Decreased arterial distensibility is an early manifestation of adverse structural and functional changes within the vessel wall. Its correlation with thoracic aortic calcium (TAC), a marker of atherosclerosis, has not been well demonstrated. We tested the hypothesis that decreasing aortic compliance and increasing arterial stiffness is independently associated with increased TAC. We included 3,540 (61±10 years, 46% males) subjects from the Multi-ethnic Study of Atherosclerosis (MESA) study who underwent aortic distensibility (AD) assessment on MRI. TAC was calculated using modified Agatston algorithm on non-contrast cardiac CT. Multivariate regression models were calculated for the presence of TAC. Overall, 861 (24%) individuals had detectable TAC. A lower AD was observed among those with vs. without TAC (2.02±1.34 vs. 1.28±0.74, p<0.0001). The prevalence of TAC increased significantly across decreasing quartiles of AD (7%, 17%, 31%, and 42%, p<0.0001). Using multivariate analysis, TAC was independently associated with AD after adjusting for age, gender, ethnicity and other covariates. In conclusion, our analysis demonstrates that increased arterial stiffness is associated with increased TAC independent of ethnicity and other atherosclerotic risk factors.
doi:10.1016/j.amjcard.2010.03.074
PMCID: PMC4228943  PMID: 20691319
13.  Incremental Value of Cardiac Magnetic Resonance Imaging in Arrhythmic Risk Stratification of Arrhythmogenic Right Ventricular Dysplasia/Cardiomyopathy Associated Desmosomal Mutation Carriers 
Objectives
To identify the incremental value and optimal role of Cardiac Magnetic Resonance (CMR) imaging in arrhythmic risk stratification of Arrhythmogenic Right Ventricular Dysplasia/Cardiomyopathy (ARVD/C) associated desmosomal mutation carriers without a prior history of sustained ventricular arrhythmia.
Background
Risk stratification of ARVD/C mutation carriers is challenging.
Methods
We included 69 patients (age 27.0 ± 15.3 years, 42% male) harboring ARVD/C associated pathogenic mutations (83% PKP-2) without prior sustained ventricular arrhythmias. Electrocardiography (ECG) and 24-hours Holter monitoring closest to presentation were analyzed for electrical abnormalities as per revised Task Force Criteria. CMR studies were done to identify abnormal cardiac structure and function according to the revised Task Force Criteria.
Results
Overall, 42 (61%) patients presented with electrical abnormalities based on their ECG and Holter monitor, of whom 20 (48%) had an abnormal CMR. Only 1 (4%) of 27 patients without electrical abnormalities at initial evaluation had an abnormal CMR. Over a mean follow-up of 5.8 ± 4.4 years, 11 (16%) patients experienced a sustained ventricular arrhythmia, exclusively in patients with both electrical abnormalities (ECG and/or Holter) and abnormal CMR.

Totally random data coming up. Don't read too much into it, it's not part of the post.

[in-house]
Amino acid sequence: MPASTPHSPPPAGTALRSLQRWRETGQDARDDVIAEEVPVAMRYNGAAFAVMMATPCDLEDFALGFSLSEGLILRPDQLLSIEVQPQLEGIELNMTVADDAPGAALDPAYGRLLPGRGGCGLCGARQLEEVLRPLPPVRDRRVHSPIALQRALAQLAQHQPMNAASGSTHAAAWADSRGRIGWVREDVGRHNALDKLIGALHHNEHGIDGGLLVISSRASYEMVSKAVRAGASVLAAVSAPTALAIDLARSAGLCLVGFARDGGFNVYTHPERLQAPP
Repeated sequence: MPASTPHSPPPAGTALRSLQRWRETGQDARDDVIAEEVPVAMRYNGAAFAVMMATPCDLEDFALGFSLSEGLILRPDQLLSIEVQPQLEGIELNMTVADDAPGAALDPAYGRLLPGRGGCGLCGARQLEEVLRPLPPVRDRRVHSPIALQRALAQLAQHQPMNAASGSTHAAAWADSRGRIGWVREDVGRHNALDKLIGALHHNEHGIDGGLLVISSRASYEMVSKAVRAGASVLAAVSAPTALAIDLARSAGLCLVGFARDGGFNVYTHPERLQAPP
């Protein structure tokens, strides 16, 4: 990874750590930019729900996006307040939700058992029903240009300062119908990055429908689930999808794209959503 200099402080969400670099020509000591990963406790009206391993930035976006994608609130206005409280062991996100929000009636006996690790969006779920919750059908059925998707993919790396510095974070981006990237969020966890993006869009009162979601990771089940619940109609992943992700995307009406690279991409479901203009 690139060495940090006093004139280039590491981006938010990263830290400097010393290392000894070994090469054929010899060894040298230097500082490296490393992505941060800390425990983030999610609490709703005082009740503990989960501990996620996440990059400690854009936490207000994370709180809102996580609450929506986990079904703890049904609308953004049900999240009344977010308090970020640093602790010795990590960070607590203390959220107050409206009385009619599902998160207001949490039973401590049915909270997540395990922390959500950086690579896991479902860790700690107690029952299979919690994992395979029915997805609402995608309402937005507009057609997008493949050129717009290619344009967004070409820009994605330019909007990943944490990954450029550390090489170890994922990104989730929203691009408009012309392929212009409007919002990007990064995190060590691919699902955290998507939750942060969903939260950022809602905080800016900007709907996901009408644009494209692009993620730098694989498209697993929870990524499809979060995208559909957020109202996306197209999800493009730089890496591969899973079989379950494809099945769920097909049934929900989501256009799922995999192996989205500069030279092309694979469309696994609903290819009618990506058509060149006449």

Conclusion
Our results suggest that electrical abnormalities on ECG and Holter monitoring precede detectable structural abnormalities in ARVD/C mutation carriers. Therefore, evaluation of cardiac structure and function using CMR is probably not necessary in the absence of baseline electrical abnormalities. Among ARVD/C mutation carriers, the presence of both electrical and CMR abnormalities identifies patients at high risk of events and thus patients who might benefit from prophylactic implantable cardioverter-defibrillator implantation.
doi:10.1016/j.jacc.2012.11.087
PMCID: PMC3971056  PMID: 23810894
cardiomyopathy; electrocardiography; magnetic resonance imaging; risk stratification; tachyarrhythmias
14.  Atlas-Based Quantification of Cardiac Remodeling Due to Myocardial Infarction 
PLoS ONE  2014;9(10):e110243.
Myocardial infarction leads to changes in the geometry (remodeling) of the left ventricle (LV) of the heart. The degree and type of remodeling provides important diagnostic information for the therapeutic management of ischemic heart disease. In this paper, we present a novel analysis framework for characterizing remodeling after myocardial infarction, using LV shape descriptors derived from atlas-based shape models. Cardiac magnetic resonance images from 300 patients with myocardial infarction and 1991 asymptomatic volunteers were obtained from the Cardiac Atlas Project. Finite element models were customized to the spatio-temporal shape and function of each case using guide-point modeling. Principal component analysis was applied to the shape models to derive modes of shape variation across all cases. A logistic regression analysis was performed to determine the modes of shape variation most associated with myocardial infarction. Goodness of fit results obtained from end-diastolic and end-systolic shapes were compared against the traditional clinical indices of remodeling: end-diastolic volume, end-systolic volume and LV mass. The combination of end-diastolic and end-systolic shape parameter analysis achieved the lowest deviance, Akaike information criterion and Bayesian information criterion, and the highest area under the receiver operating characteristic curve. Therefore, our framework quantitatively characterized remodeling features associated with myocardial infarction, better than current measures. These features enable quantification of the amount of remodeling, the progression of disease over time, and the effect of treatments designed to reverse remodeling effects.
doi:10.1371/journal.pone.0110243
PMCID: PMC4215861  PMID: 25360520
15.  Relationship of CRP, IL-6, and Fibrinogen with Right Ventricular Structure and Function: The MESA-Right Ventricle Study 
International journal of cardiology  2013;168(4):3818-3824.
Background/objectives
Inflammation contributes to the pathogenesis of disease associated with the left ventricle (LV); yet, our understanding of the effect of inflammation on the right ventricle (RV) is quite limited.
Methods and results